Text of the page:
Faith and Justice Symposium: Global Poverty & Hunger: Unveiling the Connections, Seeking Solutions
September 26, 2013 - September 30, 2013
A four-day symposium entitled “Global Poverty and Hunger: Unveiling the Connections, Seeking Solutions” will begin Wednesday, September 25, at Houghton College and host top experts, including renowned activist, Eugene Cho. All events are free and open to the public.
Cho, along with 10 other expert panelists from around the world, will address hunger and poverty issues on local and global levels.
This is the third annual Faith and Justice Symposium and is brought in partnership by both Houghton College and the Center for Faith, Justice and Global Engagement.
“These are issues that impact individuals, families and communities at all levels — local, national and global,” said Dr. Ndunge Kiiti, Houghton College professor of intercultural studies and driving force behind the symposia.
“We can end hunger in our time… we have the knowledge, technology and resources.”
This year’s symposium will feature 11 speakers from across the country, all working to find answers to the questions of poverty and hunger.
Eugene Cho is a renowned anti-poverty activist and the co-founder and visionary of One Day's Wages, "a grassroots movement of people, stories, and actions to alleviate extreme global poverty;” founder and lead pastor of Quest Church; and founder and executive director of the Q Café, an innovative non-profit community café and music venue.
Cho was recently honored as one of 50 Everyday American Heroes for his entrepreneurial work. More of Cho's story can be found on his blog at www.eugenecho.com.
The symposium provides the opportunity for the public to engage with speakers, authors, and educators in a series of forums and activities. These will focus on prominent issues, such as food security, immigration reform, vulnerable populations, arts and advocacy that connect with and impact programs and policies related to poverty and hunger.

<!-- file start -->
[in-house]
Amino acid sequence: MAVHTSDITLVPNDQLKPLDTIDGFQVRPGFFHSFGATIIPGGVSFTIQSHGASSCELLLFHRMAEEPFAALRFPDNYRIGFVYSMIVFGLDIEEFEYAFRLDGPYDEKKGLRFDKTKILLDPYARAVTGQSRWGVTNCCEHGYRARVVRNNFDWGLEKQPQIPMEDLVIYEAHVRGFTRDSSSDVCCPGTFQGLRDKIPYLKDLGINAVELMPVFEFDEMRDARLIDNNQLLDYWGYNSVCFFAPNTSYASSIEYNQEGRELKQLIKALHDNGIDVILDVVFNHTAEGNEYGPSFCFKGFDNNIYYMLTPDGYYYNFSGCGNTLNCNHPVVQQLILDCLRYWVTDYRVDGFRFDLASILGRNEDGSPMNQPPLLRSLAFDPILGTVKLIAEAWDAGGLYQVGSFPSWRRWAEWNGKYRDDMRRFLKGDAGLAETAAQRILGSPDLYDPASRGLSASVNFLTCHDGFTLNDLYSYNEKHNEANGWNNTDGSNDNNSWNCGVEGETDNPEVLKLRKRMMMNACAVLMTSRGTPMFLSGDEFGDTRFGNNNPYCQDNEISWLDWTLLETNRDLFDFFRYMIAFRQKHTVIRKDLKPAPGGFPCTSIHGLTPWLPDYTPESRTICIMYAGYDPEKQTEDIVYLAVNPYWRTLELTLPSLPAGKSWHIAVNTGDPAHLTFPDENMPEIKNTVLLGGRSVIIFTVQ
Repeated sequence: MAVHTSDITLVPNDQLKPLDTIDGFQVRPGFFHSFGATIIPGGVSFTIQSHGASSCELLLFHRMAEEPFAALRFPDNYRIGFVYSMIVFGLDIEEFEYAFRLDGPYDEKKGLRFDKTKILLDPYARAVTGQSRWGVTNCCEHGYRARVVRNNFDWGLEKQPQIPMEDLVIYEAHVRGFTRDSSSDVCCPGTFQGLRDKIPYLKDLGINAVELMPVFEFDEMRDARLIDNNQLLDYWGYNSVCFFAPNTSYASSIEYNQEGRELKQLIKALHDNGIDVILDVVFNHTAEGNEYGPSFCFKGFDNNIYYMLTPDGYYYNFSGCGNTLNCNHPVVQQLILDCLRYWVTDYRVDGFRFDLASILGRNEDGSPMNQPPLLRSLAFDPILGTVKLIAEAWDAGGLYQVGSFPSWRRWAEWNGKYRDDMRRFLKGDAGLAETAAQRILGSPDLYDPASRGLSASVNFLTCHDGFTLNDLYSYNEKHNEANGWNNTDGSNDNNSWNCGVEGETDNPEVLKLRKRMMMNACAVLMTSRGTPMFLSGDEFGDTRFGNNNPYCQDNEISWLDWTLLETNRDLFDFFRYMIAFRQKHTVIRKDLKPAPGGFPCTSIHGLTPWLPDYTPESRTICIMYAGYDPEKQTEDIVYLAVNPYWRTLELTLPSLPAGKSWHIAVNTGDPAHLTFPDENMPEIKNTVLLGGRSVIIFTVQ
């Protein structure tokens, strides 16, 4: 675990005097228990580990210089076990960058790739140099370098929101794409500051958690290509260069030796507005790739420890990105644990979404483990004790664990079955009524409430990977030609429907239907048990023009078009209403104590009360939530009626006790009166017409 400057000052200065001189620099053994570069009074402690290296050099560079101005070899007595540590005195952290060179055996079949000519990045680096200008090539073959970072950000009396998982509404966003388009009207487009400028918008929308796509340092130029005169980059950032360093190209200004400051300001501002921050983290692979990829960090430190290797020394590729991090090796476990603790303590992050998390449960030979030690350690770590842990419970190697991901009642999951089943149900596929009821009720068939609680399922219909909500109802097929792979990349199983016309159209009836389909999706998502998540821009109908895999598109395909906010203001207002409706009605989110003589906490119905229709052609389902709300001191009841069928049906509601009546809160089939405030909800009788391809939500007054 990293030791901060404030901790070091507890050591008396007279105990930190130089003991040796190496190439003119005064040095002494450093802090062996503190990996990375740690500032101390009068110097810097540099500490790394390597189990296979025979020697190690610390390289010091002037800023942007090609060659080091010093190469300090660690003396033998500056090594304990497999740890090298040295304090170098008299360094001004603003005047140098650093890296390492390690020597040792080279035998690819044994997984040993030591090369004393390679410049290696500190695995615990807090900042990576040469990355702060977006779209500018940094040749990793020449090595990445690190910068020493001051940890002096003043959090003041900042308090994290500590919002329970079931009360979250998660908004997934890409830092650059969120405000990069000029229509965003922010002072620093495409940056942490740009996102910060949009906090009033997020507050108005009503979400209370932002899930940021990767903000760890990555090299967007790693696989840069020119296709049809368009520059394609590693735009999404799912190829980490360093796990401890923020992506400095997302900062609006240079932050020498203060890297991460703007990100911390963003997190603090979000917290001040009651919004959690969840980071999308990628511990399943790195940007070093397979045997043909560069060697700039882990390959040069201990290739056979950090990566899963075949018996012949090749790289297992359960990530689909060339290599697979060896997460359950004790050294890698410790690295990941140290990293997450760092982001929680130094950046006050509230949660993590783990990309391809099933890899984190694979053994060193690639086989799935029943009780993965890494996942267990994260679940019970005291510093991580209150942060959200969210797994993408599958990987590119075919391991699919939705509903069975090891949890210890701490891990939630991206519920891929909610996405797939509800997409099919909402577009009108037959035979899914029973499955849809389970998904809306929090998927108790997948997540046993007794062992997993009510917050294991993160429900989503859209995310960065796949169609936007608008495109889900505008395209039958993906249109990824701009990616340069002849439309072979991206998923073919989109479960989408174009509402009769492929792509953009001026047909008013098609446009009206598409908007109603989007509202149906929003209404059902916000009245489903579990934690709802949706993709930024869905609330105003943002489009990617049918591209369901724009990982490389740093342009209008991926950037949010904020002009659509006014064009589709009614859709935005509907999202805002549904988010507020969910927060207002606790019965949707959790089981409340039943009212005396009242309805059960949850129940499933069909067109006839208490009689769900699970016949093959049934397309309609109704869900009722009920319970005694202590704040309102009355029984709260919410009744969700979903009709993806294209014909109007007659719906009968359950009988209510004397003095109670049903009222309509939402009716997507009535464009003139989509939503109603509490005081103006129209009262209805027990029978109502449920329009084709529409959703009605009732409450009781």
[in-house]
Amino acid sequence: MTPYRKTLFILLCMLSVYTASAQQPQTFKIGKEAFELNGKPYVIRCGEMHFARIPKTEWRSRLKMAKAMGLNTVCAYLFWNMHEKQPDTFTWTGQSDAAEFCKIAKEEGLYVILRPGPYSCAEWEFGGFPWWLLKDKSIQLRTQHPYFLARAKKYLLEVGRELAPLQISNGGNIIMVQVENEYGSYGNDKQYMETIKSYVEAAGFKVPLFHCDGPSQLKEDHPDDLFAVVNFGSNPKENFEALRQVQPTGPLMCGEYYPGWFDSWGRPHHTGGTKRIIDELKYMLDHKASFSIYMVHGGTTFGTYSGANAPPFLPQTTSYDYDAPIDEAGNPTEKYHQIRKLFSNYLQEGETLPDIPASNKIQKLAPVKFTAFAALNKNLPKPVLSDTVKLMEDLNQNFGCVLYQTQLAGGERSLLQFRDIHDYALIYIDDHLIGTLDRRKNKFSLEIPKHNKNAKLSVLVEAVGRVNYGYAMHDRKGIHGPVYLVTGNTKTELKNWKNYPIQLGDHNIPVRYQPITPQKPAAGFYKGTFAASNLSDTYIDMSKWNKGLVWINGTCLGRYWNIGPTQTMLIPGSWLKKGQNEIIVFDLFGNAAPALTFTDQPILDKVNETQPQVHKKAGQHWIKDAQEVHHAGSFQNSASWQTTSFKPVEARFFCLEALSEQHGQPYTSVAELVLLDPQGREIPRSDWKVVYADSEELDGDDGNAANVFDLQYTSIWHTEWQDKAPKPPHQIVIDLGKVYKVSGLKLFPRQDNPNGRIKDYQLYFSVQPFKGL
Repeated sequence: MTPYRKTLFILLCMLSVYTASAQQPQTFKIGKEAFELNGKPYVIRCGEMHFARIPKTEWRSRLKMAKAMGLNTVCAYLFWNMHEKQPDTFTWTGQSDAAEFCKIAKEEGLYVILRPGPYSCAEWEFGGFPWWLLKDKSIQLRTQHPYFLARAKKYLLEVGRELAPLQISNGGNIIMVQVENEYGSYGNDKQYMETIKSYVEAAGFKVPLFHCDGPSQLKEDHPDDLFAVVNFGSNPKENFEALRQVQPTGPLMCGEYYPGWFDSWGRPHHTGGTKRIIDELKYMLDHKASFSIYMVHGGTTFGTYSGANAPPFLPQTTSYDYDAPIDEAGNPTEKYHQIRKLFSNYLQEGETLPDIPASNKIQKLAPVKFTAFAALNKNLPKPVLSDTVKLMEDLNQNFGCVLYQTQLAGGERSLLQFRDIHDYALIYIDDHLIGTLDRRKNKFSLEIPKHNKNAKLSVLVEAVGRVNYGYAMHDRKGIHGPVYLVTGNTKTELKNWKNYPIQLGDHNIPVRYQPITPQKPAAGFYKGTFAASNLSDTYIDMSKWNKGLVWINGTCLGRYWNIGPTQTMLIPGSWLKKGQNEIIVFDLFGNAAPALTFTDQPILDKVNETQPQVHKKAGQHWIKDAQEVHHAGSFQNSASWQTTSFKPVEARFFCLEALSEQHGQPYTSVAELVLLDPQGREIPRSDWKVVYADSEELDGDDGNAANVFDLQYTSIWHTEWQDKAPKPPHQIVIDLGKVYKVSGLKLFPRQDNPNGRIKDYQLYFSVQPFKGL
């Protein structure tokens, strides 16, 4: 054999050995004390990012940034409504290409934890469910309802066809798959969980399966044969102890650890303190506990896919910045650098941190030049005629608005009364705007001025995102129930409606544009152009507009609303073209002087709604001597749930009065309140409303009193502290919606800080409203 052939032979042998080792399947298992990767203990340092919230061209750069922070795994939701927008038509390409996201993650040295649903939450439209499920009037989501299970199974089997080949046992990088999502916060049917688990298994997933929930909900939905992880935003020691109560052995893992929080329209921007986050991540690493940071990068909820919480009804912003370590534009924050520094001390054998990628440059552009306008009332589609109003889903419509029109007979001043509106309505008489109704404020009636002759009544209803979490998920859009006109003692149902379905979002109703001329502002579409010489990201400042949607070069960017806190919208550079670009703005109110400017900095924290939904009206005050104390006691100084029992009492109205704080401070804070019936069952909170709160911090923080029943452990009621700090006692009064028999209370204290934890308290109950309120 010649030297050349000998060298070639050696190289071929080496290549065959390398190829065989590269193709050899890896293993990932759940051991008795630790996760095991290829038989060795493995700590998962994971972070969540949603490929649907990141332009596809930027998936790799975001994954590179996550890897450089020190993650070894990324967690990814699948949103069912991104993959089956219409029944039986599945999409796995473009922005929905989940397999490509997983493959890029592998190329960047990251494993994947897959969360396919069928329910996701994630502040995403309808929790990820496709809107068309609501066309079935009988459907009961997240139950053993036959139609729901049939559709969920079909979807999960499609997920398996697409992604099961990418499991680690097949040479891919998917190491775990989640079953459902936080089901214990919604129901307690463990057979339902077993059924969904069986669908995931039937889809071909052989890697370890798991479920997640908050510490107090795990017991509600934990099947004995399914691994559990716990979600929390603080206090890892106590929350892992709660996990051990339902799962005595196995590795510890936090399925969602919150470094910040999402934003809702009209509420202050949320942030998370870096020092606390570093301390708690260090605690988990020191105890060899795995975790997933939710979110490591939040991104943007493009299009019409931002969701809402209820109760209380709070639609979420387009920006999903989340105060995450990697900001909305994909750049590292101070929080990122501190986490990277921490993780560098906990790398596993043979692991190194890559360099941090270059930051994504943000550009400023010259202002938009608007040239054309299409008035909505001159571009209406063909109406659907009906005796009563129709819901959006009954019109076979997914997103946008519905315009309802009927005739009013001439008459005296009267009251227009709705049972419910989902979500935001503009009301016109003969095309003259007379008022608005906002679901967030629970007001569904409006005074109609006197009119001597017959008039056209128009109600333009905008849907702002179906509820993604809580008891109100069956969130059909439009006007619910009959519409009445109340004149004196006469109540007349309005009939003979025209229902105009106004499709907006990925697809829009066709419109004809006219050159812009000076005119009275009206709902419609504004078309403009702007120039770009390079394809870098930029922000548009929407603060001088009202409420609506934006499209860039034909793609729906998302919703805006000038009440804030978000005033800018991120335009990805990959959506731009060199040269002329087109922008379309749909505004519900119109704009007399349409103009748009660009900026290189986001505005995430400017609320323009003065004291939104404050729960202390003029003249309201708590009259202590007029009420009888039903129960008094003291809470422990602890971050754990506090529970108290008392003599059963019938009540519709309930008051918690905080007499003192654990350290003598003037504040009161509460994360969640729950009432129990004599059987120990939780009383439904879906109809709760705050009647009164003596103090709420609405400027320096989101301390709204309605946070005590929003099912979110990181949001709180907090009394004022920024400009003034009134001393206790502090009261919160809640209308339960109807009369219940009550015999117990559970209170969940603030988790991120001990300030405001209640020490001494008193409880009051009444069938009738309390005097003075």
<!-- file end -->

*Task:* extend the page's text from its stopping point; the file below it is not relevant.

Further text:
Other notable speakers are:
-- Jackie Ogega is the program officer for child protection at Catholic Relief Services and the co-founder and director of Mpanzi, a nonprofit dedicated to advancing peace and development in remote villages in Africa.
-- Larry Hollar is a senior regional organizer with Bread for the World.
--Dr. Calenthia S. Dowdy is an associate professor of cultural anthropology and youth ministry at Eastern University.
-- Chiho Suzuki is an international development professional with over 15 years of program and research experience in health and social development.
-- Krisanne Vaillancourt Murphy leads Bread for the World’s national level engagement with evangelical churches and institutions. She also chairs the advisory council for Micah Challenge USA, a global Christian campaign to end extreme poverty.
-- Gonzalo Martínez de Vedia is the human trafficking project specialist at the Worker Justice Center.
--Todd Post is a senior editor with Bread for the World Institute. He writes about hunger and poverty in the developing world and United States and travels widely.
-- Dr. Norbert Wilson is an associate professor of agricultural economics at Auburn University.
-- Derek Schwabe is the Hunger Report fellow at Bread for the World Institute, where he writes for and assists with the production of the Hunger Report and coordinates readership outreach.
-- Tracy Howe Wispelwey is a songwriter and composer along with holding a Masters of Divinity from Harvard.
Individuals and organizations are invited and challenged to think critically and dialogue around key questions, issues, opportunities and challenges of poverty and hunger, not only across the globe, but even here in Allegany County.
To read more about these speakers, find the full symposium schedule and register, visit www.houghton.edu/faith-and-justice